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Re: [ROFL] GCC's GPLv3 "Updated License Exception"

From: Alexander Terekhov
Subject: Re: [ROFL] GCC's GPLv3 "Updated License Exception"
Date: Thu, 05 Feb 2009 19:14:52 +0100

Hyman Rosen wrote:
> Rjack wrote:
> > If you think the Copyright Office may re-define the definitions
> > provided by Congress in the Copyright Act then you are either
>  > extremely naive or smoking something causing you to hallucinate.
> Given the choice of believing you or believing the manual of
> procedures for the government agency responsible for copyrights,
> I should think the choice is obvious. To be explicit: not you.

Here's a more balanced view:

VI.B. Source Code and Object Code

Although copyright comes into being with the writing of the source code,
it is the object code – the actual instructions that control the
computer when the program is being executed – that copyright generally
protects. In most instances, the source code is never revealed to the
public, and thus remains protected as a trade secret even though
millions and millions of copies of the program are distributed as object

Every computer program copyright case treats the copyright in the source
code and the object code as equivalent. That is likely because they were
decided at a time when there was essentially a one-to-one correspondence
between the source code and the object code. The source code was written
in assembly language, with each line of the source code corresponding to
a single machine instruction (or, if a macro facility existed as part of
the assembler, a small predefined series of machine instructions). The
source code contained information that made it easier for a programmer
to write or understand the program – mnemonics like “ADD” instead of a
bit pattern of “01000011” for the addition instruction, the use of
symbolic labels for storage or program locations, and the inclusion of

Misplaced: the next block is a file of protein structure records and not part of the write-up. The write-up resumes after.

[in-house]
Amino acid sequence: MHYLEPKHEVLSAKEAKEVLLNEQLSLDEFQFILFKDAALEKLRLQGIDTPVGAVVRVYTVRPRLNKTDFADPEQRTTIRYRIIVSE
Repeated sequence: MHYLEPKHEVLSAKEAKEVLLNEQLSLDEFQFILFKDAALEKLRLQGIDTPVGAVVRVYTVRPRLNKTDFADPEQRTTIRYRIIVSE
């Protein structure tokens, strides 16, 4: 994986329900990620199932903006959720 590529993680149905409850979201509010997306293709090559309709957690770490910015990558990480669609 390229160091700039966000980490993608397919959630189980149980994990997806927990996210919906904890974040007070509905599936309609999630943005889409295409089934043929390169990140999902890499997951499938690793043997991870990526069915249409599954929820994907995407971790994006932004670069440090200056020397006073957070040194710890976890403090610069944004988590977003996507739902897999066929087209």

comments to annotate the program – which the assembly process removed or
replaced as it produced the object code.

With the advent of higher-level programming languages, that is less the
case. The compiler for the higher-level language performs a much more
complicated translation than was the case for an assembler. It not only
produces complex series of object code instructions for each source line
but may actually rearrange the statements of the program to produce a
more efficient program. There is no longer the one-to-one correspondence
between the source code and the object code. This, along with their
size, makes it more difficult to reverse engineer (for example, to learn
how the program works either by testing or by trying to convert the
object code back to source code) a modern computer program, which in
turn makes it more likely that any copying will be a literal copying of
the entire program.

Even though source code and object code are distinct, it is still useful
to maintain the concept that the source code and the object code are
just different forms of the same copyrighted work. The Copyright Office
regards the source code and object code as equivalent for purposes of
registration. In fact, it generally requires a deposit of at least a
portion of the source code (generally the first and last 25 pages – see
their Circular 61) and questionsany registration that includes only
object code.

Where an applicant is unable or unwilling to deposit source code, he/she
must state in writing that the work as deposited in object code contains
copyrightable authorship. The Office will send a letter stating that
registration has been made under its rule of doubt and warning that it
has not determined the existence of copyrightable authorship. {FN102:
Copyright Office Circular 61: “Copyright Registration for Computer
Programs,” at 2} 

I personally believe that even if a particular instance of object code
is judged to include protected expression of both/either source code's
copyright owner and/or compiler's copyright owner, the resulting binary
is merely an aggregation of multiple computer program works -- in
GNUspeak it is called "mere aggregation".

Do you agree, Hyman?


P.S. Hey Hyman, consider:

"Judiciary · Although the Office does not enforce the provisions of
title 17, it may be involved in litigation in several ways. It can
choose to intervene in a copyright infringement suit under section
411(a) in a case where registration has been refused. It may be sued
under the Administrative Procedure Act. Or it may be asked to
participate in litigation by (a) assisting the Department of Justice in
preparing an amicus curiae brief in support of a particular position or
in defending a particular action, or (b) by bringing a suit under
section 407 to compel the deposit of a work."

(GNG is a derecursive recursive derecursion which pwns GNU since it can 
be infinitely looped as GNGNGNGNG...NGNGNG... and can be said backwards 
too, whereas GNU cannot.)

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